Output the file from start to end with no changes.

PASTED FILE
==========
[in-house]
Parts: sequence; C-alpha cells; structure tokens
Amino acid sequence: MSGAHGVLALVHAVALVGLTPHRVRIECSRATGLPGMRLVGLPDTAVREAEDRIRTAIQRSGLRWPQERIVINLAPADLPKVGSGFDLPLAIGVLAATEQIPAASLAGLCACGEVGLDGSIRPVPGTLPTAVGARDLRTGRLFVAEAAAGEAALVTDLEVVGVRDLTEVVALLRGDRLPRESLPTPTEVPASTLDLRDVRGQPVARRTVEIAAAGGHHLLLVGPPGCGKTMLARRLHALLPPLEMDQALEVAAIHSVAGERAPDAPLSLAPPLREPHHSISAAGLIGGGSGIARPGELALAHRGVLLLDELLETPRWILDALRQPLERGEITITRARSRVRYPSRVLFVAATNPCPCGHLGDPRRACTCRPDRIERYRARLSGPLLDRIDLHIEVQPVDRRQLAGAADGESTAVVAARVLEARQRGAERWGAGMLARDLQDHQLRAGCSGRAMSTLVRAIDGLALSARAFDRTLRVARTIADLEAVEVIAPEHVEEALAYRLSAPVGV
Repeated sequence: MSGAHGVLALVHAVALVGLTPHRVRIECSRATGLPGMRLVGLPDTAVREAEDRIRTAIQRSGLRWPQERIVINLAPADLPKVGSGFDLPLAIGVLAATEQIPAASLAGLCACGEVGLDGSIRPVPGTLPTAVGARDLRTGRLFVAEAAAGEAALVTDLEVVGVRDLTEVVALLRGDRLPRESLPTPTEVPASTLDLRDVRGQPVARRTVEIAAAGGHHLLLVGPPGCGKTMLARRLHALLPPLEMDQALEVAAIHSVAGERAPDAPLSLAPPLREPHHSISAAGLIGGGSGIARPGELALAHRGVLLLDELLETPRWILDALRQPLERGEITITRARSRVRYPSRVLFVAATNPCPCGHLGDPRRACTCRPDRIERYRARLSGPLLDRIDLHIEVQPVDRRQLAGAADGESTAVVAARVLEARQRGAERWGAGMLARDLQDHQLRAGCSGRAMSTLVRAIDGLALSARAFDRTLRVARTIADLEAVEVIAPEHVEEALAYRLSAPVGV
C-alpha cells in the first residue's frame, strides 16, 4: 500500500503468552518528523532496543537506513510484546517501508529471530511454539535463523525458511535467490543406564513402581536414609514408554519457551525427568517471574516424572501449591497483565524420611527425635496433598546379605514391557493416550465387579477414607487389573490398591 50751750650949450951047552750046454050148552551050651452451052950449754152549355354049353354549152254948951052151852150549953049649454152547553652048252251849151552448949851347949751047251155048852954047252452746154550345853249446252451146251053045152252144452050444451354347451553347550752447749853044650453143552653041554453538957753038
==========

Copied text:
[in-house]
Parts: sequence; C-alpha cells; structure tokens
Amino acid sequence: MSGAHGVLALVHAVALVGLTPHRVRIECSRATGLPGMRLVGLPDTAVREAEDRIRTAIQRSGLRWPQERIVINLAPADLPKVGSGFDLPLAIGVLAATEQIPAASLAGLCACGEVGLDGSIRPVPGTLPTAVGARDLRTGRLFVAEAAAGEAALVTDLEVVGVRDLTEVVALLRGDRLPRESLPTPTEVPASTLDLRDVRGQPVARRTVEIAAAGGHHLLLVGPPGCGKTMLARRLHALLPPLEMDQALEVAAIHSVAGERAPDAPLSLAPPLREPHHSISAAGLIGGGSGIARPGELALAHRGVLLLDELLETPRWILDALRQPLERGEITITRARSRVRYPSRVLFVAATNPCPCGHLGDPRRACTCRPDRIERYRARLSGPLLDRIDLHIEVQPVDRRQLAGAADGESTAVVAARVLEARQRGAERWGAGMLARDLQDHQLRAGCSGRAMSTLVRAIDGLALSARAFDRTLRVARTIADLEAVEVIAPEHVEEALAYRLSAPVGV
Repeated sequence: MSGAHGVLALVHAVALVGLTPHRVRIECSRATGLPGMRLVGLPDTAVREAEDRIRTAIQRSGLRWPQERIVINLAPADLPKVGSGFDLPLAIGVLAATEQIPAASLAGLCACGEVGLDGSIRPVPGTLPTAVGARDLRTGRLFVAEAAAGEAALVTDLEVVGVRDLTEVVALLRGDRLPRESLPTPTEVPASTLDLRDVRGQPVARRTVEIAAAGGHHLLLVGPPGCGKTMLARRLHALLPPLEMDQALEVAAIHSVAGERAPDAPLSLAPPLREPHHSISAAGLIGGGSGIARPGELALAHRGVLLLDELLETPRWILDALRQPLERGEITITRARSRVRYPSRVLFVAATNPCPCGHLGDPRRACTCRPDRIERYRARLSGPLLDRIDLHIEVQPVDRRQLAGAADGESTAVVAARVLEARQRGAERWGAGMLARDLQDHQLRAGCSGRAMSTLVRAIDGLALSARAFDRTLRVARTIADLEAVEVIAPEHVEEALAYRLSAPVGV
C-alpha cells in the first residue's frame, strides 16, 4: 500500500503468552518528523532496543537506513510484546517501508529471530511454539535463523525458511535467490543406564513402581536414609514408554519457551525427568517471574516424572501449591497483565524420611527425635496433598546379605514391557493416550465387579477414607487389573490398591 50751750650949450951047552750046454050148552551050651452451052950449754152549355354049353354549152254948951052151852150549953049649454152547553652048252251849151552448949851347949751047251155048852954047252452746154550345853249446252451146251053045152252144452050444451354347451553347550752447749853044650453143552653041554453538957753038